Even those who don’t normally play point-and-clicks can enjoy Darkestville Castle, but only the die-hard devotees of the genre will be able to persevere past the inevitable and frequent bouts of frustration from struggling through convoluted puzzles. An intriguing story and captivating art style round off this puzzling puzzler.
The uniqueness of this title carries it to the end, and is ready to go for a couple episodes more, leaving you intrigued about the conspiracies and ground-breaking truths you have discovered: a solid couple hours invested in a protagonist you care about, wanting to see it to its end, and then twice over.
Just in Time Incorporated is Just Okay. It’s a great concept, but the execution is lacking. As it stands, the puzzle solutions felt too stilted and left you craving more challenge, however, the brief title is still more enjoyable than not, with humor that consistently delivers. Though fairly polished, and with mechanics that plain work, we get the impression that there's a great game in Just in Time – just not this time.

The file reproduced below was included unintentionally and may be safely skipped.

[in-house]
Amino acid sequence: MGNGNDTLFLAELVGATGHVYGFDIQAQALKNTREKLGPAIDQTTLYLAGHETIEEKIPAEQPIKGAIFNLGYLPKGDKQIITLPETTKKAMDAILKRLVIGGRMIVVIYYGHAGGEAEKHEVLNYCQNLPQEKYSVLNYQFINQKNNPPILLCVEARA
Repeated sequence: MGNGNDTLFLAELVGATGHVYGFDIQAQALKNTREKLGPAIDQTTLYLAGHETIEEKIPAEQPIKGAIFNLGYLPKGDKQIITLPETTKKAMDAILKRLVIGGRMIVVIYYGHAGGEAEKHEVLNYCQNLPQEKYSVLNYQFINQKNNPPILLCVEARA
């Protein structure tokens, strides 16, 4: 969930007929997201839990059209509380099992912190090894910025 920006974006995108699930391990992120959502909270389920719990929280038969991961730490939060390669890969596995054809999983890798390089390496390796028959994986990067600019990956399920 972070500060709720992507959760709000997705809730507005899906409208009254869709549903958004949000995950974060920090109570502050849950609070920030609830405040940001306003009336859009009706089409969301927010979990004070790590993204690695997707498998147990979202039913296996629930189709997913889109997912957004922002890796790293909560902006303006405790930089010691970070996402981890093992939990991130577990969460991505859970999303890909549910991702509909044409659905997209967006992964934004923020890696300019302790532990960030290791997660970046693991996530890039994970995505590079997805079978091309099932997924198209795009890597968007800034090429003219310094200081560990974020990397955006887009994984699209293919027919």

Reservoir Dogs: Bloody Days by Big Star Games is a third-person top-down shooter with few connections to Quentin Tarantino’s film other than it being about gangsters with color-coded names; and yet Bloody Days partially succeeds in its aspiration to revive a classic for crime and gangster films, while offering a time-rewind mechanics that helps the game distinct itself from the pool of titles in the top-down shooter category.
While The Franz Kafka Videogame ends up feeling a tad pretentious in its use of Kafka’s name, the artwork and some of the puzzles are worth appreciating. Bits and pieces can be frustrating, and the short play time is a downside, but fans of experimental point-and-click adventures might still want to check this one out.